jueves, 22 de abril de 2010
NCTR Research Highlights
Office of Women's Health Studies
Scientists from the National Center for Toxicological Research (NCTR) presented their research results at the Office of Women's Health Breast Cancer and Mammography Seminar on April 6, 2010. NCTR's research results demonstrated that genetic variations and epigenetic inactivation of UDP-glucuronosyltransferases (UGTs) play a significant role in breast-cancer causation and treatment. The inactivation of UGTs appears to 1) enhance the sensitivity of estrogen-responsive tissues to free estrogen, thus increasing the potential risk of breast cancer; and 2) decrease the clearance of tamoxifen metabolites, thus increasing its toxicity. Genetic variations in UGTs, which result in low expression and reduced activity, have been the most studied. However, epigenetic regulation of UGTs through methylation or histone deacetylation can not only inactivate genes, but can also be reversible—having profound effects on gene expression. The epigenetic control of UGTs are being studied as a possible explanation for the higher mortality rate in premenopausal women with breast cancer in minority populations.
For additional information, please contact Beverly Lyn-Cook, Ph.D., Office of the Director, FDA/NCTR.
Stem Cell Workshop
NCTR and the Arkansas Biosciences Institute hosted a workshop on April 13, 2010, to provide an opportunity for scientists to network and establish new collaborations for stem-cell research. Following the workshop, keynote speaker Steven R. Bauer, Ph.D., Chief, Cellular and Tissue Therapies Branch, CBER, visited NCTR on April 14, 2010, to further discuss the potential of stem cells in regenerative medicine.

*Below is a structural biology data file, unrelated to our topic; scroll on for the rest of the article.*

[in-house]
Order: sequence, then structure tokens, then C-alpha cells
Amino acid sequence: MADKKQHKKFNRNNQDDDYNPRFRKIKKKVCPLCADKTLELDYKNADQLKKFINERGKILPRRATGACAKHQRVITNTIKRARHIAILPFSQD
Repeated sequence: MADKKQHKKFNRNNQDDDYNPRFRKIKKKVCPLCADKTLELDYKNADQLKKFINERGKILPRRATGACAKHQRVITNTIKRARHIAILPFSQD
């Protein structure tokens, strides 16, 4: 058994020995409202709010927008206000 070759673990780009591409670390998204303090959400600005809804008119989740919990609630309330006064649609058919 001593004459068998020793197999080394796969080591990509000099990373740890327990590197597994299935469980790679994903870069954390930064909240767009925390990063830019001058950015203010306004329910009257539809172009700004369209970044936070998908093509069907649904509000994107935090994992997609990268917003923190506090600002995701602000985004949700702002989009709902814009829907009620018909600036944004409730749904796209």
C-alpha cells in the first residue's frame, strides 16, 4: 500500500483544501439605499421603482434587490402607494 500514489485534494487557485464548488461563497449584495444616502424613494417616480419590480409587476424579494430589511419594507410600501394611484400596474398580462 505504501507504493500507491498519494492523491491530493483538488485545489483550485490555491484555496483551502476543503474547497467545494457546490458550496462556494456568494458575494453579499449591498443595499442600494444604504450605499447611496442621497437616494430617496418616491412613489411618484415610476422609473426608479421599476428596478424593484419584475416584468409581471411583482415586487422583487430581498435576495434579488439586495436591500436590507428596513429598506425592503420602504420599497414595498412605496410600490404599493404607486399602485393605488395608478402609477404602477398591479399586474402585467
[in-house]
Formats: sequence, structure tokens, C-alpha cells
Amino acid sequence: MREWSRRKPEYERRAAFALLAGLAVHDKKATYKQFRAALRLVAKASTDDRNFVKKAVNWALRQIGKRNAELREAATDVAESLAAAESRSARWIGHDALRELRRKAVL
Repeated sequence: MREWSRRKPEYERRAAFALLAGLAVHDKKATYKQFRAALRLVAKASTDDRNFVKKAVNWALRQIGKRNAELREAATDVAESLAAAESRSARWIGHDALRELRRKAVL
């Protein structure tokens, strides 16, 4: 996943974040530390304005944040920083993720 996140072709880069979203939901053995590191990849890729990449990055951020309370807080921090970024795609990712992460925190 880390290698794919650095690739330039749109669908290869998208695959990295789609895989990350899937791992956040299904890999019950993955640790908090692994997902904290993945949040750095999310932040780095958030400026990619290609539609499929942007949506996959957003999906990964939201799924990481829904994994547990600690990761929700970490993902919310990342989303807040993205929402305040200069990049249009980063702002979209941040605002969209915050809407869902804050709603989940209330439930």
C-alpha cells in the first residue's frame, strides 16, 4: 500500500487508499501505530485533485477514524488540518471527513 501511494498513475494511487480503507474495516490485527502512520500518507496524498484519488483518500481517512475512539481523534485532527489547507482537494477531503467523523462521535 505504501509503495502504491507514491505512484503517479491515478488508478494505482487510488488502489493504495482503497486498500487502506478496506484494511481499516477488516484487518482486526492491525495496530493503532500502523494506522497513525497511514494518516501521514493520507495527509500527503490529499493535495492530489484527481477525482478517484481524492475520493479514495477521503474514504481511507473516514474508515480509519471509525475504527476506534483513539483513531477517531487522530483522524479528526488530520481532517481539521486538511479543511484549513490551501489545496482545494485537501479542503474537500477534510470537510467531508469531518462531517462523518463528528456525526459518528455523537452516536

For additional information, please contact Amy Inselman, Ph.D., and Vijayalakshmi Varma, Ph.D., Division of Personalized Nutrition and Medicine, FDA/NCTR.
Anil K. Patri, Ph.D., Deputy Director, Nanotechnology Characterization Laboratory (NCL), National Cancer Institute (NCI), visited NCTR on April 15, 2010, to discuss the importance of physico-chemical characterization of nanomaterials in biological assessment and outcomes. As part of a continuing collaboration under a Memorandum-of-Understanding between FDA and NCI, NCTR and NCL will evaluate nanotechnology in the context of adverse-drug effects and interspecies pharmacokinetic comparisons.
For additional information, please contact Paul Howard, Ph.D., Associate Director, Office of Scientific Coordination, FDA/NCTR.
Imaging and Immunotoxicology
Scott W. Burchiel, Ph.D., Director, New Mexico Center for Isotopes in Medicine, visited NCTR on April 16, 2010, to discuss collaborations and advancements in imaging technologies and assessment of immune response following exposure to nanomaterials.
For additional information, please contact William Slikker, Ph.D., Director, FDA/NCTR.
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NCTR Research Highlights